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Comparative Government

In the month of November, Boris Johnson’s government will most likely instate a committee review of the Fixed Term Parliaments Act (FTPA) with the ultimate goal of fully repealing it. This Act, introduced in 2011, was supposed to fix the date of the general election to be every five years. Its planned repeal is part of a number of sweeping constitutional reforms that would empower the British executive over Parliament, which the Conservative Party vowed to push for in its 2019 electoral manifesto. With the ongoing global pandemic and the protracted Brexit talks with Brussels, the Conservative’s plan to repeal the FTPA have largely flown under the public’s radar. Yet if a repeal goes through, it would have a significant …

In 2009, Nobel Prize laureate and former Chief Economist of the World Bank Paul Romer proposed the concept of ‘charter cities.’ In contrast to special economic zones, charter cities were envisaged as quasi-sovereign units located within existing states which were to be maintained by a foreign guarantor nation or nations. This arrangement would not merely construct a separate economic framework for the designated territory, but also establish a legal and political system autonomous from the host state. This, Romer believed, would create city-scale epicentres to stimulate economic development within the Global South. This piece examines Romer’s project and questions the immediate feasibility of such a project by taking into account the ‘stickiness’ of ideas regarding the territorial sovereign state.  Since 2009, the idea of charter …

The Indian Government’s initial response to Covid-19—a stringent nationwide lockdown which commenced with an intimation period of only “four hours”—was hailed by the World Health Organisation as “timely and tough.” However, this international acclaim overlooked the disastrous result of the rushed lockdown on India’s migrant workforce. For them, the restrictions imposed by the lockdown has endangered their access to healthcare, housing, food and social security, which has further pushed their lives in precarity. Immediate action is needed from the Central Government to tend to their current needs and provide them with long-term economic stability. Statistics of Migrant Labour in India  As per the census of 2011, India has approximately 453.6 million internal migrants. From this, the migrant workforce is estimated to be around 100 million. The Economic Survey of 2017 estimated …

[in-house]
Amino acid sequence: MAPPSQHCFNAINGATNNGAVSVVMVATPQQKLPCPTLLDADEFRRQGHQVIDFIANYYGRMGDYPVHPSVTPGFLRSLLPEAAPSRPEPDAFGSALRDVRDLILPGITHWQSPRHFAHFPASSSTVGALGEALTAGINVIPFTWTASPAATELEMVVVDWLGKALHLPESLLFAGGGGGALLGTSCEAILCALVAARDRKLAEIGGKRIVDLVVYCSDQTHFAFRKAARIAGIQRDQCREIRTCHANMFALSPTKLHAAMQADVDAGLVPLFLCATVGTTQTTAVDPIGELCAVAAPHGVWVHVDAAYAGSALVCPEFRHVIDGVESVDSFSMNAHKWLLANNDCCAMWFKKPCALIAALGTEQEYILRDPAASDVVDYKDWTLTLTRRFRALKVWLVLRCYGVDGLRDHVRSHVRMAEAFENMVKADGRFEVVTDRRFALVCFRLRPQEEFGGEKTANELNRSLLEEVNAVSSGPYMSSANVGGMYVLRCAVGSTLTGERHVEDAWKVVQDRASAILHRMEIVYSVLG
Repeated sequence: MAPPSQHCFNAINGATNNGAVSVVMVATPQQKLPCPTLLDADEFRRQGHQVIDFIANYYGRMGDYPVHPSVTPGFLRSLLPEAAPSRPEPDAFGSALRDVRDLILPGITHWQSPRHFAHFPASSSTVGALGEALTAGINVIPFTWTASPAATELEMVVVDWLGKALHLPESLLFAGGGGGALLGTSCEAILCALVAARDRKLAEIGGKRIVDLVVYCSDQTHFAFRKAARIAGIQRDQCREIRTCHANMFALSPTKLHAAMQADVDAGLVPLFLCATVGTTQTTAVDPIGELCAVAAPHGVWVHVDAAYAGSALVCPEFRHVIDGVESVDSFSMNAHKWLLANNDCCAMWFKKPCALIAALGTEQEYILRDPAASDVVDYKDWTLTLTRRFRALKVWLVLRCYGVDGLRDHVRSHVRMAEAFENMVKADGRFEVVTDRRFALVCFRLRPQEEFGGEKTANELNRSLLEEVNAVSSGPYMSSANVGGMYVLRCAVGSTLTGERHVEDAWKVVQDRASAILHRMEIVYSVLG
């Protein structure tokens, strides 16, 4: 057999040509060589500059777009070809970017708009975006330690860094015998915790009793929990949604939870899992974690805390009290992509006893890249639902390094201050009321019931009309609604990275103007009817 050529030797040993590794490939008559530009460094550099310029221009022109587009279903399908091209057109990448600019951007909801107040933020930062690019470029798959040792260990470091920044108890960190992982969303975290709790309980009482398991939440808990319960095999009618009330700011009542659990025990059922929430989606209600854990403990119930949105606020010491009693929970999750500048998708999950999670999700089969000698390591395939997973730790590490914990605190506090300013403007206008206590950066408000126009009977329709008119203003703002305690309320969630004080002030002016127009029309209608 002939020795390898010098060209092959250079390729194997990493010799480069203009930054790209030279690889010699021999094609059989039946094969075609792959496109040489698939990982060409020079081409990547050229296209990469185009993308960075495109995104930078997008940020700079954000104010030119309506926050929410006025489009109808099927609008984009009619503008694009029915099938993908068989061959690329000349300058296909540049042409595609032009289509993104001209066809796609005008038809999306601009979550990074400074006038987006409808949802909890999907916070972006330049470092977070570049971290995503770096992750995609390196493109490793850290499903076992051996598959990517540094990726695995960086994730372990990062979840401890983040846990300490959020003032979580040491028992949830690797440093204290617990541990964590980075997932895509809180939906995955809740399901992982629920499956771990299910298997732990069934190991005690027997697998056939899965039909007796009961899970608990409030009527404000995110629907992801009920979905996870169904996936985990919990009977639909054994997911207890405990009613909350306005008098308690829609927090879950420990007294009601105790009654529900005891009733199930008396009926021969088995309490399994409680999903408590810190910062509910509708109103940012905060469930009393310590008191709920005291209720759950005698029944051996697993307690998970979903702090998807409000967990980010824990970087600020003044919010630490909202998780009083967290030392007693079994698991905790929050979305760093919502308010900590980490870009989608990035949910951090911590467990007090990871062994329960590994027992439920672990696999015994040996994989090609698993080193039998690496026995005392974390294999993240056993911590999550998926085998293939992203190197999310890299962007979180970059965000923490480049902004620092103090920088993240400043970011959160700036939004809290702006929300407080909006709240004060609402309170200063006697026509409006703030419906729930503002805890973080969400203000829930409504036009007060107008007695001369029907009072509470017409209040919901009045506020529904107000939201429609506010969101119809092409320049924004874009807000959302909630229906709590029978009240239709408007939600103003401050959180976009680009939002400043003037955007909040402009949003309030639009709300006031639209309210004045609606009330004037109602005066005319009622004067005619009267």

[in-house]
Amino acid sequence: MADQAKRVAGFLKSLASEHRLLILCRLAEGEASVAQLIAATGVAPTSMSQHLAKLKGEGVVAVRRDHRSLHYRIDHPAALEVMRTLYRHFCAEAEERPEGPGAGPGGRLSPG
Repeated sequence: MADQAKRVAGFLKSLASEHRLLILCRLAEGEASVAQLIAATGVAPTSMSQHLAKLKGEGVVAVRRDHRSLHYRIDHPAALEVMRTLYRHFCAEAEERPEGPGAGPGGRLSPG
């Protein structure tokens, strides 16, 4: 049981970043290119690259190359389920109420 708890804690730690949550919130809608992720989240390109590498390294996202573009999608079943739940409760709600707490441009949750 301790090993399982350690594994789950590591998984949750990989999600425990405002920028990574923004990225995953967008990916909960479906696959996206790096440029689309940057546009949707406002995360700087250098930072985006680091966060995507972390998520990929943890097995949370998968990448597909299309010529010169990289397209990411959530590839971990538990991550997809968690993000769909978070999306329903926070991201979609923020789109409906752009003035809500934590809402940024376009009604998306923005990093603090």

In 2016, Uganda’s Presidential election was met with a surge in violence. More than 20 people reportedly died and even more were threatened and beaten in the lead-up to the election. Current Ugandan President Yoweri Museveni, who has ruled the country since 1986, captured another term in office through a strategy that relied on intimidation tactics. Voters throughout the country were told that their regions would not receive aid support if they did not vote for Museveni, leading EU and U.S. election monitors to deem that there was “an atmosphere of intimidation” that was “deeply inconsistent with international standards.” In the lead-up to next year’s election, there are again fears of an illegitimate democratic process. Namely, increasing internet suppression may mar the  outcome of the …